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Notes

1 At the time of finalizing this text (March-July 2012, the first election rounds in Egypt revealed the determination of remnants of the Mubarak regime (General Shafiq) to regroup; the revolutionary youth faced a new government lead by the Muslim Brotherhood who were previously a crucial actor of the revolution.

2 The report is published by a division of the Washington security think tank Foundation for Defense of Democracies. Even though most public diplomacy projects don't live up to their promises as the authors acknowledge in disappointment, their report ends with recommending funding for precisely propaganda projects such as Digital Outreach.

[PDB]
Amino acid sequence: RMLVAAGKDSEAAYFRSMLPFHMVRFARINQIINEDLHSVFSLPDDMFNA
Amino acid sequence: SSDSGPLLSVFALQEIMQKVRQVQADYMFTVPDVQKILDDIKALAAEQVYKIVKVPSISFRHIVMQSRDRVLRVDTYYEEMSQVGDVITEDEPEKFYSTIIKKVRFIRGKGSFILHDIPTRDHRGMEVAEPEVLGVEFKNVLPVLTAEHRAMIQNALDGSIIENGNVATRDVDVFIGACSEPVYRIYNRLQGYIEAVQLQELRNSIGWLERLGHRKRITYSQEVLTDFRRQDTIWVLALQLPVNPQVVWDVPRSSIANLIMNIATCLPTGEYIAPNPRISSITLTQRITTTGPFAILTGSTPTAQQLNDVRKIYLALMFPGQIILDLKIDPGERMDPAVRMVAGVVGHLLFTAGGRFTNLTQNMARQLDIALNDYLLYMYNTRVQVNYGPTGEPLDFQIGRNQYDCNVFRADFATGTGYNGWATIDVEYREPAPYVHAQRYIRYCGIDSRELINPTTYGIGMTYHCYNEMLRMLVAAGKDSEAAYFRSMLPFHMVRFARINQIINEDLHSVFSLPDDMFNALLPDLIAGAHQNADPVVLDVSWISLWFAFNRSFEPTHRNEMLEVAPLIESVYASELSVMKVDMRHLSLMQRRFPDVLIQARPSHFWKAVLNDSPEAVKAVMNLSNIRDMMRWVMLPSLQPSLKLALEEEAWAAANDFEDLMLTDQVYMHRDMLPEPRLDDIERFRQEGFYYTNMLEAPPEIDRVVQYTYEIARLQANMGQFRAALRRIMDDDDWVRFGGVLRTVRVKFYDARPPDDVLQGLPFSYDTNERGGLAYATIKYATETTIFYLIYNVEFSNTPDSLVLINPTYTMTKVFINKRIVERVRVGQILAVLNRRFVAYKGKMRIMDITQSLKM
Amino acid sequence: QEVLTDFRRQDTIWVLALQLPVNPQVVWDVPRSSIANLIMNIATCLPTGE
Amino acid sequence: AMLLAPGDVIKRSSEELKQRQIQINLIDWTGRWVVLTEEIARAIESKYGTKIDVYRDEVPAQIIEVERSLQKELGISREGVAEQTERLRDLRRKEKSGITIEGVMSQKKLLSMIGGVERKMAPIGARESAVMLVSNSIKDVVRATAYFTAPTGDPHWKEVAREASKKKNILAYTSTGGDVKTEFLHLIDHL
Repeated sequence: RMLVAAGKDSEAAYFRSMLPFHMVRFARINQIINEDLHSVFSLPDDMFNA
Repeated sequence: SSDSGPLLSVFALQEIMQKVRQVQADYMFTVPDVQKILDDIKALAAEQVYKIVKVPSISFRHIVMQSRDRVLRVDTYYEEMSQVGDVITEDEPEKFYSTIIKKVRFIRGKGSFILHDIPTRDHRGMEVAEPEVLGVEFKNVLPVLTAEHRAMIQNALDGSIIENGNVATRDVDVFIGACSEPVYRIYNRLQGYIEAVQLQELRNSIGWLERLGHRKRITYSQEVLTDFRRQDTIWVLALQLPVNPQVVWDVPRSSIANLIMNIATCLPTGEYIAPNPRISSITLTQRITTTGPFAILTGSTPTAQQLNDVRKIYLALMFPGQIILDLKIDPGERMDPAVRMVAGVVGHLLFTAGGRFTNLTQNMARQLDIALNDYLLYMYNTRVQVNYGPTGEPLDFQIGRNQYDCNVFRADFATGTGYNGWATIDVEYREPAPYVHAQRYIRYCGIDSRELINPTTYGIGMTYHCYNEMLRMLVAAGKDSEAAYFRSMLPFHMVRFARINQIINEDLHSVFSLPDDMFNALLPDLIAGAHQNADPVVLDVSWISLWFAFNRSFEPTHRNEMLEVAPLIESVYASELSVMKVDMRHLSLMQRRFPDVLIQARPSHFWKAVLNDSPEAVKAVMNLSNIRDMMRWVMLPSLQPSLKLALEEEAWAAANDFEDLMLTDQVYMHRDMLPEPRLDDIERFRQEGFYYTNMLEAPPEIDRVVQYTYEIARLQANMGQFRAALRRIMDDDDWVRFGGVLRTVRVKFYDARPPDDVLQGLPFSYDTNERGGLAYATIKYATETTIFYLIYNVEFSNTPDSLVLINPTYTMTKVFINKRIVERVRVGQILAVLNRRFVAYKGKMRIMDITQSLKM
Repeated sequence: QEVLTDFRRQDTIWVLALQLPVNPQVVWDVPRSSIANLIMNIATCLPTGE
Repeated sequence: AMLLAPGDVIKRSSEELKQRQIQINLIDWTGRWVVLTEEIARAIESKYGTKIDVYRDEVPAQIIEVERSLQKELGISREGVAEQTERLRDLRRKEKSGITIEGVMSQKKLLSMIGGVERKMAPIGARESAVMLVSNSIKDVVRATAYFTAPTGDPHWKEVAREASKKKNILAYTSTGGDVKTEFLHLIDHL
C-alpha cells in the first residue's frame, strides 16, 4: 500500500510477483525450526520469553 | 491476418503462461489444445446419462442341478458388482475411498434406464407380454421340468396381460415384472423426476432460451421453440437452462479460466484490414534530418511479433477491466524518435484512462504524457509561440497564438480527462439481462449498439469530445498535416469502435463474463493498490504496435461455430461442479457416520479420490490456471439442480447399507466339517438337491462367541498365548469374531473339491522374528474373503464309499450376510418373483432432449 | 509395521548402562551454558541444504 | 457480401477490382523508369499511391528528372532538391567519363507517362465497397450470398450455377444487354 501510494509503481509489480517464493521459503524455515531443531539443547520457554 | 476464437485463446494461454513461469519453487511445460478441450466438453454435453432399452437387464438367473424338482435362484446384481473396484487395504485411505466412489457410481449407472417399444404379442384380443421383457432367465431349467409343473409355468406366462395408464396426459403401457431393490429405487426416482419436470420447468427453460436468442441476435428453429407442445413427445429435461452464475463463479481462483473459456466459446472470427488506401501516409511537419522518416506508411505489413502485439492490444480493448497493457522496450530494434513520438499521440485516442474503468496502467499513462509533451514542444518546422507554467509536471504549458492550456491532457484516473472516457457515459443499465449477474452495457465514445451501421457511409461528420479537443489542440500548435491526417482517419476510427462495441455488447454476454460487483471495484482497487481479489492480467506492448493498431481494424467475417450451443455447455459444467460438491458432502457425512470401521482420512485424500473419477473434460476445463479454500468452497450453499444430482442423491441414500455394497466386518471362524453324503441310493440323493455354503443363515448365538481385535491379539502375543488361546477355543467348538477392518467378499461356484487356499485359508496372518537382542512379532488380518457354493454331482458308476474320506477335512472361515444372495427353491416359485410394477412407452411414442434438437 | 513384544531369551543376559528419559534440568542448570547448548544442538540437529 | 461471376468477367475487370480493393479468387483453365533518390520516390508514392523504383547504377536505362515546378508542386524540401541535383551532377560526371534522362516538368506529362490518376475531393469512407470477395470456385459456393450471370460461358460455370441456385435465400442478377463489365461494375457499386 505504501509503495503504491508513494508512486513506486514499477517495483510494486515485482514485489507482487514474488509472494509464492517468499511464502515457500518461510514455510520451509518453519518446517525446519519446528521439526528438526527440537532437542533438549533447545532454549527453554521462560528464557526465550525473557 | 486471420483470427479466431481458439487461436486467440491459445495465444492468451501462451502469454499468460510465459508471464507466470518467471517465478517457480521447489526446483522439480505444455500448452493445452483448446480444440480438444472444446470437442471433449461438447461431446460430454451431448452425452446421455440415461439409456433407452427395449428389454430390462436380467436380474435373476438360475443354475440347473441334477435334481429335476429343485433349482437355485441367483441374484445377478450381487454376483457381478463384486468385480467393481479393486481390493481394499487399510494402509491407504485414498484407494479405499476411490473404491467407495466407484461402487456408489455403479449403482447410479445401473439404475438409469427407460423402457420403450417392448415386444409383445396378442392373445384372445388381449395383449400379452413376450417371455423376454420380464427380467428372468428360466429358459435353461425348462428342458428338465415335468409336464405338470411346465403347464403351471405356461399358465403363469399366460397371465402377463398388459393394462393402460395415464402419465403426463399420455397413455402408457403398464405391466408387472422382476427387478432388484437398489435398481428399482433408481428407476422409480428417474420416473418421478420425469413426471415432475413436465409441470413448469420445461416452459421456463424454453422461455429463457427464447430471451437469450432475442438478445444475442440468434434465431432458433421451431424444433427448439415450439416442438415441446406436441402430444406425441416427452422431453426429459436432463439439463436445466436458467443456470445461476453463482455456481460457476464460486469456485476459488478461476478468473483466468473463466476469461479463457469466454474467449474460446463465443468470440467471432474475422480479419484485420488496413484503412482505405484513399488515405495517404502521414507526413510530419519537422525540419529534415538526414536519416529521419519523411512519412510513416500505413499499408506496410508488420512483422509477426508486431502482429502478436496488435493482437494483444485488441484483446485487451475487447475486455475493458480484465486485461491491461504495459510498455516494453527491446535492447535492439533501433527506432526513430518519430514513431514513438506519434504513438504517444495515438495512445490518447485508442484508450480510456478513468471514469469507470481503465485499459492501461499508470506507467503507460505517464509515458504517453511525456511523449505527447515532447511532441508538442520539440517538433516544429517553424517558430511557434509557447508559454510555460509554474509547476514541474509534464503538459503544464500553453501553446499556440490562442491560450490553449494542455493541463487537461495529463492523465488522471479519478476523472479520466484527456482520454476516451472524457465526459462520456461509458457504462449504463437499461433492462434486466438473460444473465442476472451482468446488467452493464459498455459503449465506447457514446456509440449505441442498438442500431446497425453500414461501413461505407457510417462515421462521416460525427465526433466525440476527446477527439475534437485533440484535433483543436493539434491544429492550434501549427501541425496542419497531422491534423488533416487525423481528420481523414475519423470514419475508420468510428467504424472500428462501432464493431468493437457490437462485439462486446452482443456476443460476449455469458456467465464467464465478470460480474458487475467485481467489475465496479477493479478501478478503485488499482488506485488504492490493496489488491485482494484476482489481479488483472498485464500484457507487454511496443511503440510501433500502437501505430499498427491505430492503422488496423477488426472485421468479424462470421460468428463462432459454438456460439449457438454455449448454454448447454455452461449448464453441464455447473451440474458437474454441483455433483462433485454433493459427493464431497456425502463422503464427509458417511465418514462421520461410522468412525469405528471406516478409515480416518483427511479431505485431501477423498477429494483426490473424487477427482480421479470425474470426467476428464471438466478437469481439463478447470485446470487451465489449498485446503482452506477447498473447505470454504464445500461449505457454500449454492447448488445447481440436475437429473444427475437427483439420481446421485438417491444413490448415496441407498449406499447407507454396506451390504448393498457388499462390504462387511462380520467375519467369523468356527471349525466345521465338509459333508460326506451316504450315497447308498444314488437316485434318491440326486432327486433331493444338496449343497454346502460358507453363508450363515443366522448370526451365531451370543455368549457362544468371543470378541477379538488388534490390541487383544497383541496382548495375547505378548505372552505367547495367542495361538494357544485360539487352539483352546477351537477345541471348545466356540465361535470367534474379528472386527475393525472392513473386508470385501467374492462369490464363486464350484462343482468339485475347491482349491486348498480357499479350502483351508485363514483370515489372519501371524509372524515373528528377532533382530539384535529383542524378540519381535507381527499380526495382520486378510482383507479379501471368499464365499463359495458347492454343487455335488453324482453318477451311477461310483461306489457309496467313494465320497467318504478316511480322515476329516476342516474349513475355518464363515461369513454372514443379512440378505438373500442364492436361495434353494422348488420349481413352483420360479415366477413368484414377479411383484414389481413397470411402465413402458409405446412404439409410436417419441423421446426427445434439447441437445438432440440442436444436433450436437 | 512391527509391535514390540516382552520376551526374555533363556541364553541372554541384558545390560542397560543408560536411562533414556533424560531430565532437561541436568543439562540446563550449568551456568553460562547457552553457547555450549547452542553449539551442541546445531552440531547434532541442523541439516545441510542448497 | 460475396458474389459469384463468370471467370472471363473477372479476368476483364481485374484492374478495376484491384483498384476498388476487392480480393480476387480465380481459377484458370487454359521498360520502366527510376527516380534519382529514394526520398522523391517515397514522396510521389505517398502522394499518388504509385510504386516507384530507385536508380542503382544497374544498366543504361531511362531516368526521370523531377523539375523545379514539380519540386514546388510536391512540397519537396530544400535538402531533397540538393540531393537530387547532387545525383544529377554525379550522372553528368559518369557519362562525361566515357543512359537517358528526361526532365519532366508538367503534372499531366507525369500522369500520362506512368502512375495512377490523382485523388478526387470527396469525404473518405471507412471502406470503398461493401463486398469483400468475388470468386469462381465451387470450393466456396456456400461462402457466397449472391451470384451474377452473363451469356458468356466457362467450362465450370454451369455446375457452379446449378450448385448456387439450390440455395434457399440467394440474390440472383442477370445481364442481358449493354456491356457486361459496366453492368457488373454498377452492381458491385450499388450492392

3 The statistics may have been somewhat different since in countries with high censorship or surveillance risks activists use proxy servers that are not detectable. The rates mentioned here are available in the ITU report of 2011 (Internet World Stats 2012)and in the ASMR of 2011 (for Facebook).

4 See Middle East Telecommunications Reports 2011.

5 The Gulf is unrepresentative because its ICT usage figures are dominated by expat.

6 And only 20 percent of Twitter accounts are active users and so it functions more as a news-feed than as a social networking micro-blog.

7 See for more on the role of music and urban hip-hop the following commentaries: Cultural revolution: How artists have been inspired by the Arab Spring 2011, LeVine 2011, The Rap Songs Of The Arab Spring 2011.

8 See for instance Joffe 2011.

9 See Farhat al-Tunisiyin bi rahil Mubarak [Mubarak is ousted and Tunisians celebrate] 2011.

10 The press conference can be found here: <http://www.mediaite.com/tv/hillary-clinton-claims-al-jazeera-is-winning-an-information-war-that-america-is-losing/>, last accessed December 2012.